Sept. 10, 1990. It was a crisp late-summer day, the morning full of sunshine and promise. My shoes had been polished, my tie tied (by my father) and my car borrowed (from my mother). I was ready and eager for my first day as a reporter for my hometown newspaper, The Evening Sun.
I had no idea what I was getting myself into.
I’d graduated from college that May, intent on finding a job among my peers in the Syracuse area. After a few months of subsisting on hot dogs and rejection letters, I tucked my tail between my legs and headed home to Oxford. Shortly before I left Oswego, my mother had sent me a help wanted ad from this very newspaper, seeking a full-time reporter. She sent it to be funny, knowing full well I had no intention of settling anywhere near the Land of the Bullthistle. Trust me, the irony of my career having started as a joke is not lost on me.
Having done work on my college paper with some success (my weekly column was called “Infinite Wisdom,” humble as I was even then), I thought I knew what to expect from my life as a newspaper man. After all, if Peter Parker and Clark Kent could do it ...
Little did I know that having superhero powers would come in handy in my chosen profession, especially back in those early days. I walked into an Evening Sun newsroom on Hale Street that morning populated by Managing Editor Mary Jane Milner (she retired from the post that Friday, although I’m sure the incidents were unrelated), Sports Editor Tom Rowe and reporters JoAnn Smith, Marty Brodsky and Melissa deCordova (whose seniority over me was negated by a subsequent 10-year absence, something about having kids). I suppose I’d envisioned a leisurely day of learning the ropes and getting acclimated to my new surroundings. Instead, what I got was The Evening Sun Trial By Fire – a tradition that I’ve imposed upon every reporter I’ve ever hired.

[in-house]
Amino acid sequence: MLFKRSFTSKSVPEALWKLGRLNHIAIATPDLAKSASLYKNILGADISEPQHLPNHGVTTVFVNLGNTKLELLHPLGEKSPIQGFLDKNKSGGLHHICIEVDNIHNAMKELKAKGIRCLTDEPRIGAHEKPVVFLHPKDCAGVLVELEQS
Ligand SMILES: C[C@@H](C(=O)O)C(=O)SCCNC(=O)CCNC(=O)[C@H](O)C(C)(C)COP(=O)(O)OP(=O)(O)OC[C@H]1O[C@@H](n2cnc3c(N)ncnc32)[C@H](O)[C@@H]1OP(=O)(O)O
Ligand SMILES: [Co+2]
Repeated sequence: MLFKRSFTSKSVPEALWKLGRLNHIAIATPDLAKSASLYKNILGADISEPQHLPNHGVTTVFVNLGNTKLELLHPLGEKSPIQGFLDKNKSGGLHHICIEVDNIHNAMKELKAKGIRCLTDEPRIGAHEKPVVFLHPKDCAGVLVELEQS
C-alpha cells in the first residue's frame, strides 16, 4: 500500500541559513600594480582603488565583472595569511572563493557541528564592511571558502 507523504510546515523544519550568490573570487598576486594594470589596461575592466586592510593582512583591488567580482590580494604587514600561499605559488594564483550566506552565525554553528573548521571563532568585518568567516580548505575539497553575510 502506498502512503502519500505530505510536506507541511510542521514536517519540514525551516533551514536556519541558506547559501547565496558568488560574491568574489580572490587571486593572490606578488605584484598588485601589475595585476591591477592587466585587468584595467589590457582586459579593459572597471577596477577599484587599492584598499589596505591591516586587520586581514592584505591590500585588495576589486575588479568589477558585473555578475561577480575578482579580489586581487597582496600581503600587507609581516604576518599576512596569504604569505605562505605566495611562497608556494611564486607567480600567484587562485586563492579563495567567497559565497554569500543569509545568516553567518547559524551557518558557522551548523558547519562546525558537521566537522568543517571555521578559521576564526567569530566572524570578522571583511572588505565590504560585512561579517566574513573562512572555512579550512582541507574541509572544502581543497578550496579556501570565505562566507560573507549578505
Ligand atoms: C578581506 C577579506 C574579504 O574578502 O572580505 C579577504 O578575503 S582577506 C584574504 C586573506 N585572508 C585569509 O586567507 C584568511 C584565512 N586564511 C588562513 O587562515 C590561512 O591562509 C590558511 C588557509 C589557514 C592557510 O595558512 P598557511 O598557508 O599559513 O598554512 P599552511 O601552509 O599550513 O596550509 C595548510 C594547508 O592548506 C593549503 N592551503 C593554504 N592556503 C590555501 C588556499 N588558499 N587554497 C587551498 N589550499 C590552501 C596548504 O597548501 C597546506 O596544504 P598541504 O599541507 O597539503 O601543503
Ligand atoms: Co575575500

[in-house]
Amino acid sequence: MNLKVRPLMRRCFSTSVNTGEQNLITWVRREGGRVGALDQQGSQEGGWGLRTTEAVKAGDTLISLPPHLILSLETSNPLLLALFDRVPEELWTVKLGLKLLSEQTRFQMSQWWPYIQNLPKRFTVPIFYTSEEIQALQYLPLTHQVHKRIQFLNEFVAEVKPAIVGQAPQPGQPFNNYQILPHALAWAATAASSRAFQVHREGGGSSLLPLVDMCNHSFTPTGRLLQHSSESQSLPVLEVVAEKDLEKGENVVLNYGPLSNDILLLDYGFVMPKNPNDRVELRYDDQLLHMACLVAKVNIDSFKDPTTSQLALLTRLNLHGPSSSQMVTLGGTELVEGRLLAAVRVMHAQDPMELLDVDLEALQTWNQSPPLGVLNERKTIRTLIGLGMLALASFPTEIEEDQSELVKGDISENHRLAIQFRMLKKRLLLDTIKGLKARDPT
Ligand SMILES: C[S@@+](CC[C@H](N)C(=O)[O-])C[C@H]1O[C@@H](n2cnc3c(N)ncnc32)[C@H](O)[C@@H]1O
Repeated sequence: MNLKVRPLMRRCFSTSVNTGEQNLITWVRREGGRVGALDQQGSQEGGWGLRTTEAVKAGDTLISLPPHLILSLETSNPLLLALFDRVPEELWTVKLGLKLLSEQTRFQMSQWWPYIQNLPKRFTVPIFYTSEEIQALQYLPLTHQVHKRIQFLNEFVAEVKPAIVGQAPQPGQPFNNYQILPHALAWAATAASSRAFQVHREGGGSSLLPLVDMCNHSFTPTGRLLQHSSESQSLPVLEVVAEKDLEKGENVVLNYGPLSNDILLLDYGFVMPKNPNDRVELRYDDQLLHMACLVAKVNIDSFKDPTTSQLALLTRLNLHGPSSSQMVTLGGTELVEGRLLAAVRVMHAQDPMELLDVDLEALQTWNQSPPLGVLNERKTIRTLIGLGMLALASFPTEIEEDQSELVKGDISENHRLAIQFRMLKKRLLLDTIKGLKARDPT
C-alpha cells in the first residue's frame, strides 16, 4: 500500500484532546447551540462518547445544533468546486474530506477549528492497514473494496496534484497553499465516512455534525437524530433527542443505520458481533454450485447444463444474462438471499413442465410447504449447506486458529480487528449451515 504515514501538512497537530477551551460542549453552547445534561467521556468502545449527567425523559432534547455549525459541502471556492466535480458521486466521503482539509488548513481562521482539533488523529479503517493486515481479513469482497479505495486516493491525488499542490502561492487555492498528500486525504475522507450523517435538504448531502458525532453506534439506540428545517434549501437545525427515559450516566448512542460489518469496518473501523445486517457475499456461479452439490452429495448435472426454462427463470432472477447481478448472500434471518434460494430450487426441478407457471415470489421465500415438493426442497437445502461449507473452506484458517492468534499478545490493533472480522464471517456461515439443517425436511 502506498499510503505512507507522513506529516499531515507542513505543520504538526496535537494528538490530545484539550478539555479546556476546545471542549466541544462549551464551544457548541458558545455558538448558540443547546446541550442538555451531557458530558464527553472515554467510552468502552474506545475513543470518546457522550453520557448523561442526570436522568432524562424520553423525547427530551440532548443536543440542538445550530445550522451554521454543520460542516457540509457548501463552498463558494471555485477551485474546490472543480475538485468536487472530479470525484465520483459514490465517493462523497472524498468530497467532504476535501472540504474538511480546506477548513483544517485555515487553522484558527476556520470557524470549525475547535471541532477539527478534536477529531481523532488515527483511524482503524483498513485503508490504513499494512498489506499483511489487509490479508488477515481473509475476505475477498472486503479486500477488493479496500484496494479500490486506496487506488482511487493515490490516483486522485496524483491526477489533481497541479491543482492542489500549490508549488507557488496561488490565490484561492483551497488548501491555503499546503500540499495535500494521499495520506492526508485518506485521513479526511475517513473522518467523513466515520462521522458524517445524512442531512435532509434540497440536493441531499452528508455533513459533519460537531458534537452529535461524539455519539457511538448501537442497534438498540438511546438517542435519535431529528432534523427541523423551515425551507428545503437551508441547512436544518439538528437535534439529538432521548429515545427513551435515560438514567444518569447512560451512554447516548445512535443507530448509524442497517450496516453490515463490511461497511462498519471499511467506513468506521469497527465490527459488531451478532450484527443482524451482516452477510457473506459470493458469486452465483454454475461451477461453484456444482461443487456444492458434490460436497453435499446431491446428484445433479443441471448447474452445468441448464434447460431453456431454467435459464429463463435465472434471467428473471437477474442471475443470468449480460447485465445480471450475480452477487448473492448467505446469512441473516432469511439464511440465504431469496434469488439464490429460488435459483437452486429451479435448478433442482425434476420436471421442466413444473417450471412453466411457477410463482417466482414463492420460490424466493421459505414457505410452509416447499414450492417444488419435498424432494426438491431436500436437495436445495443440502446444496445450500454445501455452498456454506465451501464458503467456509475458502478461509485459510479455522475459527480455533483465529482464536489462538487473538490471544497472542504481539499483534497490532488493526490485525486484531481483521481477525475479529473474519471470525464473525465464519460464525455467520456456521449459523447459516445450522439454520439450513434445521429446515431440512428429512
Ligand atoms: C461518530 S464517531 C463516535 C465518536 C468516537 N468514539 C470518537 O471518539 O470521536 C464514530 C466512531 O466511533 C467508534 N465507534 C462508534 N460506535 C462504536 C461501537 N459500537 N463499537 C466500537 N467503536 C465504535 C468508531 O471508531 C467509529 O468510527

“Write an editorial about how cats should be licensed just like dogs, and throw in some rabies stats from the county.” Umm ... OK? An editorial? On my first day? Do cats even get rabies? “Go to the Oxford school board meeting tonight and write a story in the morning.” Oxford? But I graduated from there! They’re going to laugh at me! “Hey, are you driving your grandmother’s car?” No, thank you, it’s my mom’s. Not everyone’s husband is a car dealer! “You dress sharp ... very professional. Knock it off.” Phew, because this is my only suit anyway. But I’m not wearing flannel like you, buddy.
Twenty years later, that’s pretty much all I remember about my early days at the ES. It was a whirlwind of running from one story to the next, never knowing what would come across my desk the next day. And that, really, is what’s held my interest for the last two decades – no two days at Chenango County’s Hometown Daily have ever been the same.
One of my dear friends likes to rub it in, recalling as I got this job that I said it was just “a stepping stone” and I’d soon be on to bigger and better things. Well, I guess you could say that came two years later when I ascended to the throne, err ... editorship, but somewhere along the way I did get sucked in. I fell in love with a town that I’d grown up loathing. I grew obsessed with the nobility and purpose of a profession that I’d used only to earn beer money and pick up chicks in college. I became a member of a community that I’m proud to say I can make a difference in. I’ve laughed and cried; I’ve been despised and loved. I have ink running in my veins.